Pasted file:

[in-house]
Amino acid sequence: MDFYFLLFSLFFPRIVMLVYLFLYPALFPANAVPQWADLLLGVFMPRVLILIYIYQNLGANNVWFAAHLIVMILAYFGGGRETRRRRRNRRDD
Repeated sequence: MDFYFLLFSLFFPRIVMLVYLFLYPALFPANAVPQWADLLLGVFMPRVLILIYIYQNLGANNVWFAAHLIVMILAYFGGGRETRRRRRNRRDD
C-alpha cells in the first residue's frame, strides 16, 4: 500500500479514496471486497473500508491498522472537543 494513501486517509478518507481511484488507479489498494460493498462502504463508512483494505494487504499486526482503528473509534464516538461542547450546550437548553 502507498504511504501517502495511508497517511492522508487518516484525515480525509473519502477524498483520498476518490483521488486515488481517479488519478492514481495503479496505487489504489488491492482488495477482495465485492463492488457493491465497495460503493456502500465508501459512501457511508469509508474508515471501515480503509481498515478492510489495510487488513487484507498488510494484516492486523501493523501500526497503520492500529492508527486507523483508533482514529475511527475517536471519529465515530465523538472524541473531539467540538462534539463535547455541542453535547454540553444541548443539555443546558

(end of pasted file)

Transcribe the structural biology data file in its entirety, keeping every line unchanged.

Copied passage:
[in-house]
Amino acid sequence: MDFYFLLFSLFFPRIVMLVYLFLYPALFPANAVPQWADLLLGVFMPRVLILIYIYQNLGANNVWFAAHLIVMILAYFGGGRETRRRRRNRRDD
Repeated sequence: MDFYFLLFSLFFPRIVMLVYLFLYPALFPANAVPQWADLLLGVFMPRVLILIYIYQNLGANNVWFAAHLIVMILAYFGGGRETRRRRRNRRDD
C-alpha cells in the first residue's frame, strides 16, 4: 500500500479514496471486497473500508491498522472537543 494513501486517509478518507481511484488507479489498494460493498462502504463508512483494505494487504499486526482503528473509534464516538461542547450546550437548553 502507498504511504501517502495511508497517511492522508487518516484525515480525509473519502477524498483520498476518490483521488486515488481517479488519478492514481495503479496505487489504489488491492482488495477482495465485492463492488457493491465497495460503493456502500465508501459512501457511508469509508474508515471501515480503509481498515478492510489495510487488513487484507498488510494484516492486523501493523501500526497503520492500529492508527486507523483508533482514529475511527475517536471519529465515530465523538472524541473531539467540538462534539463535547455541542453535547454540553444541548443539555443546558